In Memory of Marie Reese

Marie loved living in Delanco and was involved in many organizations: Delanco Seniors Club, Delanco Women’s Civic Club,  Delanco Township Economic Advisory Board, and the JFK Democratic Club of Delanco.

Marie served as an enthusiastic trustee of the Delanco Public Library Association. No matter what was needed, Marie was ready to volunteer.  Her innovative ideas and willingness to work to see them through were greatly appreciated.

Marie was an eclectic reader and a staunch supporter of the Delanco Public Library. That support was evident right to the end of her life. As she made her final arrangements, Marie requested donations to the Delanco Public Library in lieu of flowers.

Marie will be sorely missed as a library patron, supporter, and friend.

Remembering Jim Queenan

The Delanco Public Library lost a true friend when Jim Queenan died in June of this year at the age of 90. Jim was not only a book lover and frequent library patron, with a special affinity for westerns and mysteries, but he was a member of the Delanco Public Library Board of Trustees for decades.

As a board member, Jim was an effective advocate for the library. He wasn’t afraid to speak bluntly if he had a strong opinion about an issue. Jim was on the board for two library relocations, first from the basement of the old municipal building on Burlington Avenue to the Camp Meeting Grounds Shopping Center, and from there to the current location behind the Pearson Elementary School, where the township and school libraries have shared space since 1990. Jim was instrumental in those moves and in many other changes that have made Delanco Public Library a community treasure.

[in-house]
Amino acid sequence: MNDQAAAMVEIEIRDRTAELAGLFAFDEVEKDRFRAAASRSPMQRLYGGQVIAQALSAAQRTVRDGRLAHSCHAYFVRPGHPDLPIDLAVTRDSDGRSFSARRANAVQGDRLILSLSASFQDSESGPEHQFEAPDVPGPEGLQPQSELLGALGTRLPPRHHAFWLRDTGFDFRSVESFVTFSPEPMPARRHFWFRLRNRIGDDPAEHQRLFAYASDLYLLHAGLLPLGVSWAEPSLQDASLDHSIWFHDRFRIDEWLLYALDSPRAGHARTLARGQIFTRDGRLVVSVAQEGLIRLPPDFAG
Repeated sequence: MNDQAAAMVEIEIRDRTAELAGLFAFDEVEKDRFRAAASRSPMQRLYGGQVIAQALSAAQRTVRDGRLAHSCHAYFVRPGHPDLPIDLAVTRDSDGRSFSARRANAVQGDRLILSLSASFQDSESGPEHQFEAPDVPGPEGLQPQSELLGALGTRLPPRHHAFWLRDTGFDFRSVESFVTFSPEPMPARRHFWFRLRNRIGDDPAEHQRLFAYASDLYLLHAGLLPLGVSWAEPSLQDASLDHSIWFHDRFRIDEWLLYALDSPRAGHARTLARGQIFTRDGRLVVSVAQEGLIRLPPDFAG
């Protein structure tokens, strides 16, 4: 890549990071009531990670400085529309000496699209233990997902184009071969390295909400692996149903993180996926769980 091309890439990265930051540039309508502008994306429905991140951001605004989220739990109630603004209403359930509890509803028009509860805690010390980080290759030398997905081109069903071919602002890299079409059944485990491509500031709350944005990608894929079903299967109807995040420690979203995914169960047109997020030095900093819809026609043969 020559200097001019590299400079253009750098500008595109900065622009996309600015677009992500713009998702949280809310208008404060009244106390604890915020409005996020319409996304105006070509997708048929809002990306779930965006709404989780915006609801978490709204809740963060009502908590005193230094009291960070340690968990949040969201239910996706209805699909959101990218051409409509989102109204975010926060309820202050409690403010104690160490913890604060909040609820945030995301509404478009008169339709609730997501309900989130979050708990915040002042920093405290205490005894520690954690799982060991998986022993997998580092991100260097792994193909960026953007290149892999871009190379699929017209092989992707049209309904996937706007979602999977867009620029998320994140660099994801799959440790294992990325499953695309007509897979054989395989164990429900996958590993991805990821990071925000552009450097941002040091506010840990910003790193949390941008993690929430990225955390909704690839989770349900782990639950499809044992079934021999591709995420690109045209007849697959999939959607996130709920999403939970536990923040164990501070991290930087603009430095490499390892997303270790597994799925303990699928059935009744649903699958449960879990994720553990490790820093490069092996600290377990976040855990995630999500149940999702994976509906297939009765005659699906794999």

Jim served Delanco in many ways. At various times, he was also on the Board of Education and the Zoning Board. Jim’s life of service began at an early age: He was an Army veteran of World War II.

No one who knew Jim would say he was a man of few words. He was a man of many words, and if library board meetings ended later than they might have because of Jim’s input, the payoff was that he made good sense or at least was entertaining. Sometimes both.

I first met Jim when I joined the board in the early 1990s. He immediately impressed me with his intelligence and sense of humor. Like me, he graduated from Rutgers, so we shared the bond of being alumni of the state university. I would sometimes drive Jim to his home on Union Avenue after a meeting, and we would sit in my car outside his house and have a good talk about the town, the library or whatever else was in the news. I will miss those conversations. Everyone who knew him will miss Jim Queenan.

–Kevin McLaughlin